Veterans records backlog mounts
- By William Matthews
- Jul 04, 2001
Requests for veterans records pour in to the National Personnel Records Center at a rate of 6,000 a day. But the records center, a massive warehouse in St. Louis, is ill-equipped to handle the demand.
In an age when agencies such as the Internal Revenue Service and the Social Security Administration are able to share electronic records almost instantly, the National Personnel Records Center still operates much as it did when it opened in 1955.
Records are stored in cardboard boxes stacked 10 rows high on miles of steel shelves. Record retrieval means finding the right file in the right box among tens of thousands of others.
On average, it takes workers at the records center 54 days to respond to written requests for records. But sometimes it takes years.
Veterans need service records to obtain health benefits, disability compensation, GI Bill education benefits, home loan guarantees, sometimes to get jobs and, ultimately, to get permission to be buried in a national cemetery.
Under pressure from Congress, the records center has been trying to speed up its records processing time, but an investigation by the General Accounting Office found that efforts to improve are only slowing the center down.
The National Archives and Records Administration, which operates the center, is planning improvements that include the capability to receive requests for records via computer and using computers to track records requests and draft correspondence.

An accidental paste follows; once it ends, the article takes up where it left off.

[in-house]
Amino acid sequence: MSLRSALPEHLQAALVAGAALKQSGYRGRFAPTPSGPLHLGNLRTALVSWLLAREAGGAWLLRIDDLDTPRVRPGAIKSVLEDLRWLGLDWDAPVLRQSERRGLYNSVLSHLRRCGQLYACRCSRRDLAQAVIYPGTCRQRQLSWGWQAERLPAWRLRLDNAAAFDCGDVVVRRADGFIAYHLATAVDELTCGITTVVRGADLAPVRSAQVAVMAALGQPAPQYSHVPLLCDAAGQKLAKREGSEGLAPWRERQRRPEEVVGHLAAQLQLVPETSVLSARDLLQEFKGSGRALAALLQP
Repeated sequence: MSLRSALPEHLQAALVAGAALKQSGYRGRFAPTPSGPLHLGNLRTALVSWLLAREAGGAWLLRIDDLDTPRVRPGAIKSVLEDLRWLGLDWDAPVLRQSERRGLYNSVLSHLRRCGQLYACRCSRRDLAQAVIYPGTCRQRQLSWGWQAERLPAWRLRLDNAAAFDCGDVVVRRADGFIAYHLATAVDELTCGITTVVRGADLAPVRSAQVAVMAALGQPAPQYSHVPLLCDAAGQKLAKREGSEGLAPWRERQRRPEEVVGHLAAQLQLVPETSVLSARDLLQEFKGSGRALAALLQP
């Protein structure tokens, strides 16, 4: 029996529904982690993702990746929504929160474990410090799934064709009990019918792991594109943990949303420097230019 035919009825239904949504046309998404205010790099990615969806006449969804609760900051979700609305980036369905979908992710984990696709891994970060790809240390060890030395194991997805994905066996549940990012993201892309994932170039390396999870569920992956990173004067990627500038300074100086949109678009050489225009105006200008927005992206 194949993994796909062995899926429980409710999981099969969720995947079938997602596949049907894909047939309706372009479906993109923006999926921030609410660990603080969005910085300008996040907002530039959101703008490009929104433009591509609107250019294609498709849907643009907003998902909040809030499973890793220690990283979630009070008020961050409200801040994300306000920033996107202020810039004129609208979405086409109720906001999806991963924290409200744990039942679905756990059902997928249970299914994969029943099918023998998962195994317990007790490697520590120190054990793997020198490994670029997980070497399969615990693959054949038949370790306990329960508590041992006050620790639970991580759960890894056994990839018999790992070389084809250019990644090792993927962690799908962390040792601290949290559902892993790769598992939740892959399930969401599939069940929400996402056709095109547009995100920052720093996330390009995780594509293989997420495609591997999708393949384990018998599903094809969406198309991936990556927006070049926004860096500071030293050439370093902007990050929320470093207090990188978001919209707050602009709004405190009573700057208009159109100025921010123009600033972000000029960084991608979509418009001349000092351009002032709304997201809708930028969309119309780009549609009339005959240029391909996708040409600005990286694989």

For decades, though, the computerless records center relied on handwritten forms. Until February 2000, the center did not permit workers to have telephones on their desks, fearing that phones would reduce productivity.
But GAO found that the lack of telephones kept workers who needed more information from contacting the people who made the records requests. When confronted with missing information, records workers would simply mail unfulfilled requests back to senders, lengthening delays.
The records center plans to begin using computers to receive and track records requests and to draft responses to requesters. Ultimately, the center hopes to install a computer system able to tap into other agencies' databases. That, records center officials say, should speed responses to record requests.
Since 1999, the records center has been phasing in a new "work process" intended to shorten response times. According to the GAO, workers using the new system can complete about 15 records requests a day. Under the old system, they completed 31 requests a day.
The records center's primary effort to tackle slow response times has been to have its employees work overtime, GAO reported. Even so, during the first six months of this year, the center's backlog of unanswered requests for records grew from 145,000 to 214,000, GAO reported. And the backlog is expected to pass 240,000 before the end of the year.
NARA has taken steps to respond more quickly to certain requests. Requests for records needed for emergency medical care and burials can be answered in 24 hours, said Lewis Bellardo, deputy archivist of the United States.
Requests involving homeless veterans and mortgages may be answered within a matter of days, he said. And records needed for loans, jobs, health benefits are answered in 32 days or less.